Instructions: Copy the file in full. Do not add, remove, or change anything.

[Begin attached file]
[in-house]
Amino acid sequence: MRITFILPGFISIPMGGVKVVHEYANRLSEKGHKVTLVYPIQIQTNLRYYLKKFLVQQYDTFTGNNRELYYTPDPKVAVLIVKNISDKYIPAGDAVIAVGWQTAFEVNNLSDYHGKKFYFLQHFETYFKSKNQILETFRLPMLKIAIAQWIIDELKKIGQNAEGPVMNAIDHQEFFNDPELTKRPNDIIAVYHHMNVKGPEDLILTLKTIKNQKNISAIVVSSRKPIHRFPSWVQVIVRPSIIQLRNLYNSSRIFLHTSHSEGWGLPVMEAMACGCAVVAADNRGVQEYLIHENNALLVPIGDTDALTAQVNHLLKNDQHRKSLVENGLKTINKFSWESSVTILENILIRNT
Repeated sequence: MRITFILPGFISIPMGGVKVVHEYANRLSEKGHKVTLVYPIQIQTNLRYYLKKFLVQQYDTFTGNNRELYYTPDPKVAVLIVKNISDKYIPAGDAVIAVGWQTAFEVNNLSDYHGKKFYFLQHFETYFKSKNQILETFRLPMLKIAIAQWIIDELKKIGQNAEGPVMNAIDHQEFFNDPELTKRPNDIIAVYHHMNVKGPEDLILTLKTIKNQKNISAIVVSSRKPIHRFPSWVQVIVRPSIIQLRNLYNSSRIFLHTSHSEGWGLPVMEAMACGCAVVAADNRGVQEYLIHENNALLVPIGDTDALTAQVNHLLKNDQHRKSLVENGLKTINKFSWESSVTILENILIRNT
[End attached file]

[in-house]
Amino acid sequence: MRITFILPGFISIPMGGVKVVHEYANRLSEKGHKVTLVYPIQIQTNLRYYLKKFLVQQYDTFTGNNRELYYTPDPKVAVLIVKNISDKYIPAGDAVIAVGWQTAFEVNNLSDYHGKKFYFLQHFETYFKSKNQILETFRLPMLKIAIAQWIIDELKKIGQNAEGPVMNAIDHQEFFNDPELTKRPNDIIAVYHHMNVKGPEDLILTLKTIKNQKNISAIVVSSRKPIHRFPSWVQVIVRPSIIQLRNLYNSSRIFLHTSHSEGWGLPVMEAMACGCAVVAADNRGVQEYLIHENNALLVPIGDTDALTAQVNHLLKNDQHRKSLVENGLKTINKFSWESSVTILENILIRNT
Repeated sequence: MRITFILPGFISIPMGGVKVVHEYANRLSEKGHKVTLVYPIQIQTNLRYYLKKFLVQQYDTFTGNNRELYYTPDPKVAVLIVKNISDKYIPAGDAVIAVGWQTAFEVNNLSDYHGKKFYFLQHFETYFKSKNQILETFRLPMLKIAIAQWIIDELKKIGQNAEGPVMNAIDHQEFFNDPELTKRPNDIIAVYHHMNVKGPEDLILTLKTIKNQKNISAIVVSSRKPIHRFPSWVQVIVRPSIIQLRNLYNSSRIFLHTSHSEGWGLPVMEAMACGCAVVAADNRGVQEYLIHENNALLVPIGDTDALTAQVNHLLKNDQHRKSLVENGLKTINKFSWESSVTILENILIRNT